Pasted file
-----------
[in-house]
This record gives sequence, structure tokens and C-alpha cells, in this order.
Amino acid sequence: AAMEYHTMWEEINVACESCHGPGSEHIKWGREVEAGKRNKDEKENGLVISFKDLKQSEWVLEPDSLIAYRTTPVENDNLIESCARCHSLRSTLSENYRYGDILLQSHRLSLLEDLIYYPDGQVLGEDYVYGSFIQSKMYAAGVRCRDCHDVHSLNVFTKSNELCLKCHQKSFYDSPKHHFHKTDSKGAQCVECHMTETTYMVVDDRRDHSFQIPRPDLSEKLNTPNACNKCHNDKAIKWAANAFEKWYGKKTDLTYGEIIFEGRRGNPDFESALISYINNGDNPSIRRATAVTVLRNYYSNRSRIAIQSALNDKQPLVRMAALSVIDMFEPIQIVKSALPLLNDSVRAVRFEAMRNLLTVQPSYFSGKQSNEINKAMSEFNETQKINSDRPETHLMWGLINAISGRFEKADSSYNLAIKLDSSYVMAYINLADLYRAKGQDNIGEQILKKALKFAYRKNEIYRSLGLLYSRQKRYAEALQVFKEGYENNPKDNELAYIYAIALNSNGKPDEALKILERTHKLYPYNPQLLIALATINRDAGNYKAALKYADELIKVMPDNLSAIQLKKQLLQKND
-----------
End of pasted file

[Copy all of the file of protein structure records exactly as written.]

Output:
[in-house]
This record gives sequence, structure tokens and C-alpha cells, in this order.
Amino acid sequence: AAMEYHTMWEEINVACESCHGPGSEHIKWGREVEAGKRNKDEKENGLVISFKDLKQSEWVLEPDSLIAYRTTPVENDNLIESCARCHSLRSTLSENYRYGDILLQSHRLSLLEDLIYYPDGQVLGEDYVYGSFIQSKMYAAGVRCRDCHDVHSLNVFTKSNELCLKCHQKSFYDSPKHHFHKTDSKGAQCVECHMTETTYMVVDDRRDHSFQIPRPDLSEKLNTPNACNKCHNDKAIKWAANAFEKWYGKKTDLTYGEIIFEGRRGNPDFESALISYINNGDNPSIRRATAVTVLRNYYSNRSRIAIQSALNDKQPLVRMAALSVIDMFEPIQIVKSALPLLNDSVRAVRFEAMRNLLTVQPSYFSGKQSNEINKAMSEFNETQKINSDRPETHLMWGLINAISGRFEKADSSYNLAIKLDSSYVMAYINLADLYRAKGQDNIGEQILKKALKFAYRKNEIYRSLGLLYSRQKRYAEALQVFKEGYENNPKDNELAYIYAIALNSNGKPDEALKILERTHKLYPYNPQLLIALATINRDAGNYKAALKYADELIKVMPDNLSAIQLKKQLLQKND